At the time t0, the gate signal G24 disappears, so that the current I24 in the IGBT 24 becomes zero (0) as shown in FIG. 2(d). At this time, current flows from the input terminal 161P of the inverter 16 through the capacitor 28, the primary winding 40P and the capacitor 38, so that the charging of the capacitor 28 begins. As the capacitor 28 is charged, the voltage V24 between the collector and emitter of the IGBT 24 starts increasing as indicated by the solid line in FIG. 2(b). The increase of the voltage V24 starts when the current I24 in the IGBT 24 becomes zero. Because of the non-conduction of the IGBT 24, the capacitor 34 starts discharging, so that the collector-emitter voltage V30 of the IGBT 30 starts to decrease as indicated by the dot-and-dash line in FIG. 2(b).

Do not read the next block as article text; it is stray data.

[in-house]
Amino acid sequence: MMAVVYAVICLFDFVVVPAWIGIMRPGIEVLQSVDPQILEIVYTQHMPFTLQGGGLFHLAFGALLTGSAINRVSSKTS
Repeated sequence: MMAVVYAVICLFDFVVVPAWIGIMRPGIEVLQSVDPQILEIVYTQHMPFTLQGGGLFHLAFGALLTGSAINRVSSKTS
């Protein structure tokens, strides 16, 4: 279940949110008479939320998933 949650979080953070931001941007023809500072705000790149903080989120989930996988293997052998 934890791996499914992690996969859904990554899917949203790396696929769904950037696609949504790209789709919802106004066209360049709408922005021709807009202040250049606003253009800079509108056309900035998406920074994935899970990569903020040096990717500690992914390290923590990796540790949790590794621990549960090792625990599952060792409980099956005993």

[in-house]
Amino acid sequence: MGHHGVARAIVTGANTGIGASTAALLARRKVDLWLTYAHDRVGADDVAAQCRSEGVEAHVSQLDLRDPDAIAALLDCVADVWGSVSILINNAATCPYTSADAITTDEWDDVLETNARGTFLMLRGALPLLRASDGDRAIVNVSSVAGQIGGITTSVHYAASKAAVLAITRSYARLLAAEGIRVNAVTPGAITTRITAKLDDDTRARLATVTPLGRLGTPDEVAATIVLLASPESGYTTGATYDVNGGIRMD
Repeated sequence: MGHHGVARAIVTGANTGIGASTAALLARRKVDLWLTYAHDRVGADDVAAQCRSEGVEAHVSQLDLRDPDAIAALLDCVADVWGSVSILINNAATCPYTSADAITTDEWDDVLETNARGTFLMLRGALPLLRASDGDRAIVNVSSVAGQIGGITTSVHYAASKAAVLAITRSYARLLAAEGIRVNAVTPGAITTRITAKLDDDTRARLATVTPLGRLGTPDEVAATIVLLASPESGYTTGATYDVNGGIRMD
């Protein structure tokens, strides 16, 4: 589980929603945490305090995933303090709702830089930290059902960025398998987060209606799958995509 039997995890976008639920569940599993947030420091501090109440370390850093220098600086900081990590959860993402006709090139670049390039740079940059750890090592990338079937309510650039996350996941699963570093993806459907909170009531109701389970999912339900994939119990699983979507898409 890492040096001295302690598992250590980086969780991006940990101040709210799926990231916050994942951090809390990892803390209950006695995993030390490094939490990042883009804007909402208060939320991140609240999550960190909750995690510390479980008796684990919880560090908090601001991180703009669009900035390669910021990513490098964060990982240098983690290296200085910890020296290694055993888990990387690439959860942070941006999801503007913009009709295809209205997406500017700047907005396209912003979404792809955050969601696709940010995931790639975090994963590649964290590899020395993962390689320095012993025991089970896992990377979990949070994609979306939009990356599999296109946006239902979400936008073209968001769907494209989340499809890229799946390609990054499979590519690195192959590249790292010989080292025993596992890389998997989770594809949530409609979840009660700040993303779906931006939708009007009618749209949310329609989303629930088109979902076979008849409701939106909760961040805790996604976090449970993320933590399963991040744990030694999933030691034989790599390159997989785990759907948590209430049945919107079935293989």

When the discharging of the capacitors 34 and the charging of the capacitor 28 end at a time t1 in the quiescent period, the diode 32 is released from the reverse biased condition and, therefore, is rendered conductive. This causes the energy stored in the primary winding 40P of the transformer 40 is released through the capacitor 38 and the diode 32, and the current 140 continues to flow. This causes current to flow through the saturable reactor 72 and the diode 74, so that the saturable reactor 72 remains saturated.

In this condition, as indicated by the dot-and-dash line in FIG. 2(a), the gate signal G30 is applied to the gate of the IGBT 30, but the IGBT 30 is not rendered conductive because the collector and emitter of the IGBT 30 are short-circuited by the diode 32.